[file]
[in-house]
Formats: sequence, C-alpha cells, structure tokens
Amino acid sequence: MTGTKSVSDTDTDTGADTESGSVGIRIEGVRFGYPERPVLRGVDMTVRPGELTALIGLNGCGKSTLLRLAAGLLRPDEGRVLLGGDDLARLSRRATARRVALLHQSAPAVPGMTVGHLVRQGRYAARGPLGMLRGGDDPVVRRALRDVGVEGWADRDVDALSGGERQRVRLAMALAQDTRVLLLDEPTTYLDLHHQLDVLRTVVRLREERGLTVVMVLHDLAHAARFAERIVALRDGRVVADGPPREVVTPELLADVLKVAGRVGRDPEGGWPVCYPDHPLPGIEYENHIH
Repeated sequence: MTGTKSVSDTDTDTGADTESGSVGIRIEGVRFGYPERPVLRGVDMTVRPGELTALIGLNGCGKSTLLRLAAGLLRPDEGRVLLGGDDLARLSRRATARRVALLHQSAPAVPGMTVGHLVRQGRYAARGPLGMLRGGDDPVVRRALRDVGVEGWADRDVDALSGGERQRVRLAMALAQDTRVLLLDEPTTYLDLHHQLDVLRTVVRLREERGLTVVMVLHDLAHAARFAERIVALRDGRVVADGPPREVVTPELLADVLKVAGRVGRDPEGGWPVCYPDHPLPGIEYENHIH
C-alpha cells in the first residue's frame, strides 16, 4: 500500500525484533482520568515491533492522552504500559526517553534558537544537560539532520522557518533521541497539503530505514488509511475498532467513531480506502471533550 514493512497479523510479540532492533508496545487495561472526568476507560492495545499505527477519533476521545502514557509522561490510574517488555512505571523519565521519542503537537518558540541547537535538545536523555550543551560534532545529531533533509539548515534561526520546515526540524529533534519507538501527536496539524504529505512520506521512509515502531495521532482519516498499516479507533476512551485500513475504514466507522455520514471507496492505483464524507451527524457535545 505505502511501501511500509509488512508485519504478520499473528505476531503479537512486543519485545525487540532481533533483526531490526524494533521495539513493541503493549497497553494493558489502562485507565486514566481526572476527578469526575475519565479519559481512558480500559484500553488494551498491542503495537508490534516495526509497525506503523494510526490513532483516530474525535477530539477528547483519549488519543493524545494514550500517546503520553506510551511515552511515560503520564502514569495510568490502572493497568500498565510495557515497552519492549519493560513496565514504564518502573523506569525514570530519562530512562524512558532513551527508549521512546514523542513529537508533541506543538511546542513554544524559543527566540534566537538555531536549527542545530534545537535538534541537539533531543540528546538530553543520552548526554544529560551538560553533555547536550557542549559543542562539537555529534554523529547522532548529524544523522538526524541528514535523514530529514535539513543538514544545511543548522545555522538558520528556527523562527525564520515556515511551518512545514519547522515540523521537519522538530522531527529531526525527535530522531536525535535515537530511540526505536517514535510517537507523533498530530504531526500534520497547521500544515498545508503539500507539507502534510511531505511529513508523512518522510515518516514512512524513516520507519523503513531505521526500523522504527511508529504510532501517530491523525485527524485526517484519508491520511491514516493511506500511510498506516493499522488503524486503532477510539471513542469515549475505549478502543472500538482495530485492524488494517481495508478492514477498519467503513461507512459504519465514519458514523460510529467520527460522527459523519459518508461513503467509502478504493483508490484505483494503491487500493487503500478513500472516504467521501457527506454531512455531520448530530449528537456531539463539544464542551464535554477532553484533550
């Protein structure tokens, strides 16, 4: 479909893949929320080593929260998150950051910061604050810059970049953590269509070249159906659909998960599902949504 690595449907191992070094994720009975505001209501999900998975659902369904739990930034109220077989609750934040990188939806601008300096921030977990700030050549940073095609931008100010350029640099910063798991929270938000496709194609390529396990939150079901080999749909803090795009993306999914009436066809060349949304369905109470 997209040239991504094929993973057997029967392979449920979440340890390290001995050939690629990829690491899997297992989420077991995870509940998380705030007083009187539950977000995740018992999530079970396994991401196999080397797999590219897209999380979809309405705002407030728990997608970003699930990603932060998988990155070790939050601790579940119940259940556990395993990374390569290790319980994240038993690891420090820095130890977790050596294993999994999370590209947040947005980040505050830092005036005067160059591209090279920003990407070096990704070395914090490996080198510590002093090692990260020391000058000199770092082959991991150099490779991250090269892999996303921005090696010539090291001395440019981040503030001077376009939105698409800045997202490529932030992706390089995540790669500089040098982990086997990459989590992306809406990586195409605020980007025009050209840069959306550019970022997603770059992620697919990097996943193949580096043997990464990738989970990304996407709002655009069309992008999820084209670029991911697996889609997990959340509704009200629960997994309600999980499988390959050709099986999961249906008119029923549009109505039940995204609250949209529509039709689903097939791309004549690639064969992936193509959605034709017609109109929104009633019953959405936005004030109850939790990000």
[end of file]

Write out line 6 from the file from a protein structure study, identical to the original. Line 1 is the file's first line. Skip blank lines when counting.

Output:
């Protein structure tokens, strides 16, 4: 479909893949929320080593929260998150950051910061604050810059970049953590269509070249159906659909998960599902949504 690595449907191992070094994720009975505001209501999900998975659902369904739990930034109220077989609750934040990188939806601008300096921030977990700030050549940073095609931008100010350029640099910063798991929270938000496709194609390529396990939150079901080999749909803090795009993306999914009436066809060349949304369905109470 997209040239991504094929993973057997029967392979449920979440340890390290001995050939690629990829690491899997297992989420077991995870509940998380705030007083009187539950977000995740018992999530079970396994991401196999080397797999590219897209999380979809309405705002407030728990997608970003699930990603932060998988990155070790939050601790579940119940259940556990395993990374390569290790319980994240038993690891420090820095130890977790050596294993999994999370590209947040947005980040505050830092005036005067160059591209090279920003990407070096990704070395914090490996080198510590002093090692990260020391000058000199770092082959991991150099490779991250090269892999996303921005090696010539090291001395440019981040503030001077376009939105698409800045997202490529932030992706390089995540790669500089040098982990086997990459989590992306809406990586195409605020980007025009050209840069959306550019970022997603770059992620697919990097996943193949580096043997990464990738989970990304996407709002655009069309992008999820084209670029991911697996889609997990959340509704009200629960997994309600999980499988390959050709099986999961249906008119029923549009109505039940995204609250949209529509039709689903097939791309004549690639064969992936193509959605034709017609109109929104009633019953959405936005004030109850939790990000």